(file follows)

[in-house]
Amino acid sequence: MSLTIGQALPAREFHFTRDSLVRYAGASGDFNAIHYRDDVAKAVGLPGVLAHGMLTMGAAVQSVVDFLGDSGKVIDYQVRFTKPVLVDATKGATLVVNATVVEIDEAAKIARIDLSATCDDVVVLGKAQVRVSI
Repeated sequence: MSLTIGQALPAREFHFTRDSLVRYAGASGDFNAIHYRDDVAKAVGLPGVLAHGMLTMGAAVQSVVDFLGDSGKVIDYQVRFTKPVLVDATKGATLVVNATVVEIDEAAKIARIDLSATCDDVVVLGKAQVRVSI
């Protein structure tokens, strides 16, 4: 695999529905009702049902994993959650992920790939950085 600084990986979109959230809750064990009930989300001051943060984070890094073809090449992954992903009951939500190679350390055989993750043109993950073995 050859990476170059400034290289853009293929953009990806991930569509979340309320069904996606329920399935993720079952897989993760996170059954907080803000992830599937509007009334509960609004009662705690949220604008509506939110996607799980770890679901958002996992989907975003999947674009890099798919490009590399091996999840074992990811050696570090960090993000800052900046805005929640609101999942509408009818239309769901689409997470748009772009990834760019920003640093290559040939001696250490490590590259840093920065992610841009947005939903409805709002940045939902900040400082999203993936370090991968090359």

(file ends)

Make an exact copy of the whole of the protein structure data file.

[in-house]
Amino acid sequence: MSLTIGQALPAREFHFTRDSLVRYAGASGDFNAIHYRDDVAKAVGLPGVLAHGMLTMGAAVQSVVDFLGDSGKVIDYQVRFTKPVLVDATKGATLVVNATVVEIDEAAKIARIDLSATCDDVVVLGKAQVRVSI
Repeated sequence: MSLTIGQALPAREFHFTRDSLVRYAGASGDFNAIHYRDDVAKAVGLPGVLAHGMLTMGAAVQSVVDFLGDSGKVIDYQVRFTKPVLVDATKGATLVVNATVVEIDEAAKIARIDLSATCDDVVVLGKAQVRVSI
């Protein structure tokens, strides 16, 4: 695999529905009702049902994993959650992920790939950085 600084990986979109959230809750064990009930989300001051943060984070890094073809090449992954992903009951939500190679350390055989993750043109993950073995 050859990476170059400034290289853009293929953009990806991930569509979340309320069904996606329920399935993720079952897989993760996170059954907080803000992830599937509007009334509960609004009662705690949220604008509506939110996607799980770890679901958002996992989907975003999947674009890099798919490009590399091996999840074992990811050696570090960090993000800052900046805005929640609101999942509408009818239309769901689409997470748009772009990834760019920003640093290559040939001696250490490590590259840093920065992610841009947005939903409805709002940045939902900040400082999203993936370090991968090359």